The Gravity and steady-state Ocean Circulation Explorer (GOCE) satellite mission measures Earth's gravity field with an unprecedented accuracy at short spatial scales. In doing so, it promises to significantly advance our ability to determine the ocean's general circulation. In this study, an initial gravity model from GOCE, based on just 2 months of data, is combined with the recent DTU10MSS mean sea surface to construct a global mean dynamic topography (MDT) model. The GOCE MDT clearly displays the gross features of the ocean's steady-state circulation. More significantly, the improved gravity model provided by the GOCE mission has enhanced the resolution and sharpened the boundaries of those features compared with earlier satellite only solutions. Calculation of the geostrophic surface currents from the MDT reveals improvements for all of the ocean's major current systems. In the North Atlantic, the Gulf Stream is stronger and more clearly defined, as are the Labrador and the Greenland currents. Furthermore, the finer scale features, such as eddies, meanders and branches of the Gulf Stream and North Atlantic Current system are visible. Similar improvements are seen also in the North Pacific Ocean, where the Kuroshio and its extension are well represented. In the Southern hemisphere, both the Agulhas and the Brazil-Malvinas Confluence current systems are well defined, and in the Southern ocean the Antarctic Circumpolar Current appears enhanced. The results of this preliminary analysis, using an initial GOCE gravity model, clearly demonstrate the potential of the GOCE mission. Already, at this early stage of the mission, the resolution of the MDT has been improved and the estimated surface current speeds have been increased compared with a GRACE satellite-only MDT. Future GOCE gravity models are expected to build further upon this early success.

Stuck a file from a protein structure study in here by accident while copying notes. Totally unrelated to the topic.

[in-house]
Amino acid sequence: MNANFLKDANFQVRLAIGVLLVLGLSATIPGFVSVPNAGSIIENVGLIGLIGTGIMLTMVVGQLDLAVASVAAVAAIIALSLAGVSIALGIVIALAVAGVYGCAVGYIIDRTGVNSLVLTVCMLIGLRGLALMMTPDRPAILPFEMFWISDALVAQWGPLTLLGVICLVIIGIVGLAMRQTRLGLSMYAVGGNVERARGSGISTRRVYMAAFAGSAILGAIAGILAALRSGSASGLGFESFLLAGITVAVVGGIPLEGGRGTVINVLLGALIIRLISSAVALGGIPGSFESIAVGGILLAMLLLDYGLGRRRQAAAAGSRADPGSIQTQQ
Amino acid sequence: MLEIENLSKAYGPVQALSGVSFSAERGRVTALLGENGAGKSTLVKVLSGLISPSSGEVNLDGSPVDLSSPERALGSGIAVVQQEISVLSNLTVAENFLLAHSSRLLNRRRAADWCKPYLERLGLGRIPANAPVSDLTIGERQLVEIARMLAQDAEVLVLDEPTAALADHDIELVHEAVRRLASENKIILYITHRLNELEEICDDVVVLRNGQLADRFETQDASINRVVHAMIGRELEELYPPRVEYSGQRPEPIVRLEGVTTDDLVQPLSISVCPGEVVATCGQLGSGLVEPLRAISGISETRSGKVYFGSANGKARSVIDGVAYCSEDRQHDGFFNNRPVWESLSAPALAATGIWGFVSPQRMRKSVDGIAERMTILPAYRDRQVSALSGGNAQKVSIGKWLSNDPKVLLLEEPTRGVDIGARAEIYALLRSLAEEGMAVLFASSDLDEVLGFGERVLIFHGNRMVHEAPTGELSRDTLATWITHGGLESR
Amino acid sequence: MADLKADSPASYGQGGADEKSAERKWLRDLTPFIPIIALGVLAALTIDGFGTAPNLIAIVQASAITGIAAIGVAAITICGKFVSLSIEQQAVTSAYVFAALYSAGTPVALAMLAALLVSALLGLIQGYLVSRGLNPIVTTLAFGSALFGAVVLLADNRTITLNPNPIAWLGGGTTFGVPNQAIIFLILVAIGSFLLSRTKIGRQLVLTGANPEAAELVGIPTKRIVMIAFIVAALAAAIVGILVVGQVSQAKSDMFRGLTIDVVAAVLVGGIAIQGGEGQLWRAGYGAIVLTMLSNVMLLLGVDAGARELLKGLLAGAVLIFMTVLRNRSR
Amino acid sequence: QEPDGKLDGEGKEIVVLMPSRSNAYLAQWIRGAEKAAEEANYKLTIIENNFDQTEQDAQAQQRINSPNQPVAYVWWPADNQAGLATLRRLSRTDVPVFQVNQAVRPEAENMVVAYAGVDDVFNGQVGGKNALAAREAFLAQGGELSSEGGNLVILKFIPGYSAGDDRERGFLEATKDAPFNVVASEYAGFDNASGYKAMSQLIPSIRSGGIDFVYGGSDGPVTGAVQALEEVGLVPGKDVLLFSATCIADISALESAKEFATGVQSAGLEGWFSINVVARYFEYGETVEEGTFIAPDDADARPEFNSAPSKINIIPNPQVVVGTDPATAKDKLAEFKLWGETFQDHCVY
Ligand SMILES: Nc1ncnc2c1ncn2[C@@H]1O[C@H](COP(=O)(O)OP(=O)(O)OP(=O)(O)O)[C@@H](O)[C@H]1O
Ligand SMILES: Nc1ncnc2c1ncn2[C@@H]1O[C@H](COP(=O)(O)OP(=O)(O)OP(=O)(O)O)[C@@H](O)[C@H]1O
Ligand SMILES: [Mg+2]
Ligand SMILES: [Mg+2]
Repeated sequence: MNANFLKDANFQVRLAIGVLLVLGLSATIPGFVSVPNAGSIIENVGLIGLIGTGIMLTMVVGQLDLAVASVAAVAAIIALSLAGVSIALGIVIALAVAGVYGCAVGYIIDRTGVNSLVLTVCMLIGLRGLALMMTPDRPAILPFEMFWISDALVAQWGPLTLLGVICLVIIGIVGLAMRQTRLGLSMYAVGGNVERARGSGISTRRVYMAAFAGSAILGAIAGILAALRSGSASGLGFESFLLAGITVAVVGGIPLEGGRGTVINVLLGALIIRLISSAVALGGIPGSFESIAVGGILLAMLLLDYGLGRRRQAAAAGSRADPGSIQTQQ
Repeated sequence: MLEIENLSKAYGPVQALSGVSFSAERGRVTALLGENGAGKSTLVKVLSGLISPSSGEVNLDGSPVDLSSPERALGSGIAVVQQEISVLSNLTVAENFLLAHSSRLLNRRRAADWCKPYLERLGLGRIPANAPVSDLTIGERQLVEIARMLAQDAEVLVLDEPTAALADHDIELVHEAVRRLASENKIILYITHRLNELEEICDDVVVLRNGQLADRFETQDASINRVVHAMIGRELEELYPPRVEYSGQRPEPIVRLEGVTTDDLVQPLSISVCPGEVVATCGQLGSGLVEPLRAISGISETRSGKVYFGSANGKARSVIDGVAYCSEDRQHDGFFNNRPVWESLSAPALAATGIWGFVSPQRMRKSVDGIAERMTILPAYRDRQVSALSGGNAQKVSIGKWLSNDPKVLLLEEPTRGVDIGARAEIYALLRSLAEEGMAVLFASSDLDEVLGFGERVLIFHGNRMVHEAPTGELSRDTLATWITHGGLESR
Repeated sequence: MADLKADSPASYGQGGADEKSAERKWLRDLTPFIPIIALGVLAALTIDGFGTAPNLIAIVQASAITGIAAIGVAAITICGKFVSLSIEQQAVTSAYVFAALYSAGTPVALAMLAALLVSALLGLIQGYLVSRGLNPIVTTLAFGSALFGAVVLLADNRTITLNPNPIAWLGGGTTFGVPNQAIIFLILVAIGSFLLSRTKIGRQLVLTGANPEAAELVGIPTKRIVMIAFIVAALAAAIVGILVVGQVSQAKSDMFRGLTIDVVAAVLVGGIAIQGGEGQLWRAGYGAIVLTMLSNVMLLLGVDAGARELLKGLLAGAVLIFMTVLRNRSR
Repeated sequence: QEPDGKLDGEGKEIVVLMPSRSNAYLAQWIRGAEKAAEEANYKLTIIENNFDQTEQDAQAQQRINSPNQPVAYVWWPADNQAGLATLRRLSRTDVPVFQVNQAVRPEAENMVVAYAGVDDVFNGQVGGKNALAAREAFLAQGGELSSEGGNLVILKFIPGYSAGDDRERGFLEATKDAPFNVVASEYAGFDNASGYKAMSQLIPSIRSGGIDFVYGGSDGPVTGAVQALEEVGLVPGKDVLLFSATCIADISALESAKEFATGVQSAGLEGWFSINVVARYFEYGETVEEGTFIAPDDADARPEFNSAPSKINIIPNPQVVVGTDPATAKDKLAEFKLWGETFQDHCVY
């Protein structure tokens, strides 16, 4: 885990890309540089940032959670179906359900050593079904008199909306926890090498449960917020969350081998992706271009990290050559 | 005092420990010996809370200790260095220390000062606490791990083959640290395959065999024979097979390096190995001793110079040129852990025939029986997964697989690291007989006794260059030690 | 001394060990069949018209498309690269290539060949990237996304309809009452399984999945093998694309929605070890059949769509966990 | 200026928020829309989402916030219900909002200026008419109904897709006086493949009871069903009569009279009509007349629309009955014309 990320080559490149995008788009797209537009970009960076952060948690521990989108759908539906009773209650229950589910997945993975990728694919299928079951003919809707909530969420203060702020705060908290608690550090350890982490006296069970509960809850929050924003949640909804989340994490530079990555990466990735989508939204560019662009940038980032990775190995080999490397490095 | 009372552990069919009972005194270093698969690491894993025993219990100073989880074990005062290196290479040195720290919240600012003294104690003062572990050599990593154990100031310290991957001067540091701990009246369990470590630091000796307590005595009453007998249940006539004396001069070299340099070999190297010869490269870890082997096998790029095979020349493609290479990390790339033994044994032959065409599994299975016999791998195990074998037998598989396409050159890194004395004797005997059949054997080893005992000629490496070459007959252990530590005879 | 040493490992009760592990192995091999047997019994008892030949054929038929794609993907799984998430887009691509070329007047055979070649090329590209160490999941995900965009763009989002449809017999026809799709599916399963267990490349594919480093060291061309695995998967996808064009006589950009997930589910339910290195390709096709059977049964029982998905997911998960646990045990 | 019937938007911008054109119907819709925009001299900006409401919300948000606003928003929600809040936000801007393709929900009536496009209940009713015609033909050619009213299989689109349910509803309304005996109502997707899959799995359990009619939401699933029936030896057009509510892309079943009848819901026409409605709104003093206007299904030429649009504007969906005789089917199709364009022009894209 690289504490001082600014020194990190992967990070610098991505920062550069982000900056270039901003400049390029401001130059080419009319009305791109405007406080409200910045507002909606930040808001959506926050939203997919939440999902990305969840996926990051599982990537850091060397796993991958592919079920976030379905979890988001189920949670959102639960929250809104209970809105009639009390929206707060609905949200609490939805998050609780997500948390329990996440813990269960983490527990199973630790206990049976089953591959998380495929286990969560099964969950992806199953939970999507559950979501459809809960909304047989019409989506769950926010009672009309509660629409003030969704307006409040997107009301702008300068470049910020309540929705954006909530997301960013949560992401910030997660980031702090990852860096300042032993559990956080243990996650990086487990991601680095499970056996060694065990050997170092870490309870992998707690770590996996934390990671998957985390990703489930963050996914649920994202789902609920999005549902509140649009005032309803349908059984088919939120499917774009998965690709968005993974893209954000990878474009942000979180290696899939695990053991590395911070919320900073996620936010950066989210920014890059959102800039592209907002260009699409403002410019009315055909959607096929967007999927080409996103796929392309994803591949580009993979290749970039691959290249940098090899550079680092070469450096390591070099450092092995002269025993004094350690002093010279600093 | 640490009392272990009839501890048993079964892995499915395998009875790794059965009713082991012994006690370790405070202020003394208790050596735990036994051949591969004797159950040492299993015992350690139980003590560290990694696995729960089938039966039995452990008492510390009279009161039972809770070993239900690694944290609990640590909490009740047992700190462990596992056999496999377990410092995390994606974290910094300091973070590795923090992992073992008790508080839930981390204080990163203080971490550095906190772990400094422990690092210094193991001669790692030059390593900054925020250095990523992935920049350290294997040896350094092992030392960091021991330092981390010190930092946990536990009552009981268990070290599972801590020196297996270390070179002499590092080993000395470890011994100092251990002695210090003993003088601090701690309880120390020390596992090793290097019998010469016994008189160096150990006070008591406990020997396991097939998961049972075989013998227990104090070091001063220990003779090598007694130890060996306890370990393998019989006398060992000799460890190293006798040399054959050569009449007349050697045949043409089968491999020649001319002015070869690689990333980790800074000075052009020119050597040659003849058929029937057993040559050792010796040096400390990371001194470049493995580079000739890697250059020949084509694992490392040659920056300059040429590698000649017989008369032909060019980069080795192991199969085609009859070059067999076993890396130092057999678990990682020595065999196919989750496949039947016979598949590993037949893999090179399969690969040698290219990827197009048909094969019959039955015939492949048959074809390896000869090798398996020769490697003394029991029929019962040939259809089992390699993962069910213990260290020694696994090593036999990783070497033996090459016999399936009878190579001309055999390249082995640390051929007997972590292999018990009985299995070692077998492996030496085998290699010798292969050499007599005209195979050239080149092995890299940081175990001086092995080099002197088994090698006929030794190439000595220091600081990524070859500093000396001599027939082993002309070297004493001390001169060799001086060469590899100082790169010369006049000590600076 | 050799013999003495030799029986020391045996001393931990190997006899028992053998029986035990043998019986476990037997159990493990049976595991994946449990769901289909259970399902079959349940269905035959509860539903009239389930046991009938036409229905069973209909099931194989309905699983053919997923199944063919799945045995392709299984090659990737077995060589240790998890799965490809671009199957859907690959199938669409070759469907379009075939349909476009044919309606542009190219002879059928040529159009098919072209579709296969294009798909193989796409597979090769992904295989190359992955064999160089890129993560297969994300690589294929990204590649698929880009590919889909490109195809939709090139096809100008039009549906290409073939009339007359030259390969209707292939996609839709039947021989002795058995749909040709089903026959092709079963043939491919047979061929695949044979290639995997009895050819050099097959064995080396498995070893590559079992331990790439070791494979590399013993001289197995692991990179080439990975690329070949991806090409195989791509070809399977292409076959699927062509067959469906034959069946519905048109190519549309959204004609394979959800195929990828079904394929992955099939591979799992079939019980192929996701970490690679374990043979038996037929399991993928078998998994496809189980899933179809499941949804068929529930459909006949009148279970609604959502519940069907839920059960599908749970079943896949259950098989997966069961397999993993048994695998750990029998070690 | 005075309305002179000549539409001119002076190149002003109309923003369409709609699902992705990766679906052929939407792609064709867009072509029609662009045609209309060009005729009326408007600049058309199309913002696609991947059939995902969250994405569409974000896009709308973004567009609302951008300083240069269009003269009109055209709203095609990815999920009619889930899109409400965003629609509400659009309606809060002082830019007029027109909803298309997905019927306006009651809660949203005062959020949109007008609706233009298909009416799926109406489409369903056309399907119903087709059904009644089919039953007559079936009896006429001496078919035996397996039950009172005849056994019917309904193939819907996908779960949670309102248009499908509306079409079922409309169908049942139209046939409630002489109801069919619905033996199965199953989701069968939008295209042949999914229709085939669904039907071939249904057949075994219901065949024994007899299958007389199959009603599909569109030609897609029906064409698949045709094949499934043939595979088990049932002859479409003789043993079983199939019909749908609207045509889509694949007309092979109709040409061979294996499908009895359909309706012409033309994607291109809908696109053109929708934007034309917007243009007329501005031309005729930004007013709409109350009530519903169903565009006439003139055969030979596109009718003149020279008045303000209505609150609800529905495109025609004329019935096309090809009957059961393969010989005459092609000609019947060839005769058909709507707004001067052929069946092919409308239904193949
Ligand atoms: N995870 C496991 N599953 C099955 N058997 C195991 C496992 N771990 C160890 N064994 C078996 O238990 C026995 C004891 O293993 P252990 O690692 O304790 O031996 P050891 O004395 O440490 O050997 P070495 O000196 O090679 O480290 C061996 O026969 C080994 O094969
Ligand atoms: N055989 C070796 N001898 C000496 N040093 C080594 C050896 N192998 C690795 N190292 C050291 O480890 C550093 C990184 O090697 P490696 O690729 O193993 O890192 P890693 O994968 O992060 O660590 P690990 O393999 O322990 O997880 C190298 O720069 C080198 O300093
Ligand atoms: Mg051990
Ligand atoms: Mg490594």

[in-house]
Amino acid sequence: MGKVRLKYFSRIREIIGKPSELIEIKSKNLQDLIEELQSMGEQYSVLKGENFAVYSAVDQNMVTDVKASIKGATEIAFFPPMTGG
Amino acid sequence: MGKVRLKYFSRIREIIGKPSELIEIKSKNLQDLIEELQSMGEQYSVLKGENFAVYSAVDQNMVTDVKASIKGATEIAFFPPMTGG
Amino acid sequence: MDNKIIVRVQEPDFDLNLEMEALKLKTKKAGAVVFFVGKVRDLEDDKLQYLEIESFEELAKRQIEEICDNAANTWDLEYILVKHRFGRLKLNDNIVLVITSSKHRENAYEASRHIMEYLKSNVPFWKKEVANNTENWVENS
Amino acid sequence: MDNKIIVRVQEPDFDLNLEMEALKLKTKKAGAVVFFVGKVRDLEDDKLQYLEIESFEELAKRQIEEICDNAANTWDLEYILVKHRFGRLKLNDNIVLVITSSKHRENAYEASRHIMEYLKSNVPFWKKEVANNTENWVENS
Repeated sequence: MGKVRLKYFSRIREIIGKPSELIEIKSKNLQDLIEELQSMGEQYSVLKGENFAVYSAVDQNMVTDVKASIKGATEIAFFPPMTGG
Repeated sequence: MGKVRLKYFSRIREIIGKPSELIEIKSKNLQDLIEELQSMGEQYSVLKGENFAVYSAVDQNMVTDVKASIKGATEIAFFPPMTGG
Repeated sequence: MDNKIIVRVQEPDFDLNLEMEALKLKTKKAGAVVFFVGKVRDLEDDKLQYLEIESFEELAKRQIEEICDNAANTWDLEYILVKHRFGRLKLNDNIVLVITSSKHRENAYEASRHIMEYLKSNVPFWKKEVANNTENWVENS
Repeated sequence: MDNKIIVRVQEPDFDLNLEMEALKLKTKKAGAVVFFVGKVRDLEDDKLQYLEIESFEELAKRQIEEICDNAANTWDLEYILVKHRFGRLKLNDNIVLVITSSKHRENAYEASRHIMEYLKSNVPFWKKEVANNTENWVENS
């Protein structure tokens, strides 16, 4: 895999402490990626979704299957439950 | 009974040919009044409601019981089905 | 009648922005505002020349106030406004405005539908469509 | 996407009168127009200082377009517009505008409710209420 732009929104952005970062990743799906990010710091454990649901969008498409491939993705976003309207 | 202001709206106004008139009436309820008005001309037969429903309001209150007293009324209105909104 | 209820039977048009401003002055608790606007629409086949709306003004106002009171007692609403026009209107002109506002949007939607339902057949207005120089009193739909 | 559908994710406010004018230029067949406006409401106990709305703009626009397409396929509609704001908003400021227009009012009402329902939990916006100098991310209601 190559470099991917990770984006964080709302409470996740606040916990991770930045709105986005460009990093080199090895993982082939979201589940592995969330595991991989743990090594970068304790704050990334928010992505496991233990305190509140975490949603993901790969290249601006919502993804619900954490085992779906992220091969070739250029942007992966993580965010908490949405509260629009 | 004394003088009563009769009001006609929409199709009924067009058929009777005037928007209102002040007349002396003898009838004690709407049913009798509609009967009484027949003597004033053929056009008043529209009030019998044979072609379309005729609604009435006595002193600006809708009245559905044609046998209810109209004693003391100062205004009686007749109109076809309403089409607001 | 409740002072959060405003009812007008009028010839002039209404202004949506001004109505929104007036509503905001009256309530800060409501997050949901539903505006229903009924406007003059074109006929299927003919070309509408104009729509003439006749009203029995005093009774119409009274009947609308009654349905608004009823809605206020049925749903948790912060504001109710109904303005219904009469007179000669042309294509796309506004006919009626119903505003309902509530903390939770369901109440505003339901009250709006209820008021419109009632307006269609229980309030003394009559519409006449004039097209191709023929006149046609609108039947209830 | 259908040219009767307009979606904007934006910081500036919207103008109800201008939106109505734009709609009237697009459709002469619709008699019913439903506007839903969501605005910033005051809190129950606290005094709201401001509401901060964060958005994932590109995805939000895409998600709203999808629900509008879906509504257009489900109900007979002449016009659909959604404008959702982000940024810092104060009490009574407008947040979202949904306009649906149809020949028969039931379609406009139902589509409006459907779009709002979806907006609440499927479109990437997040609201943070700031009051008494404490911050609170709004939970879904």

- Dynamic ocean topography
- Ocean circulation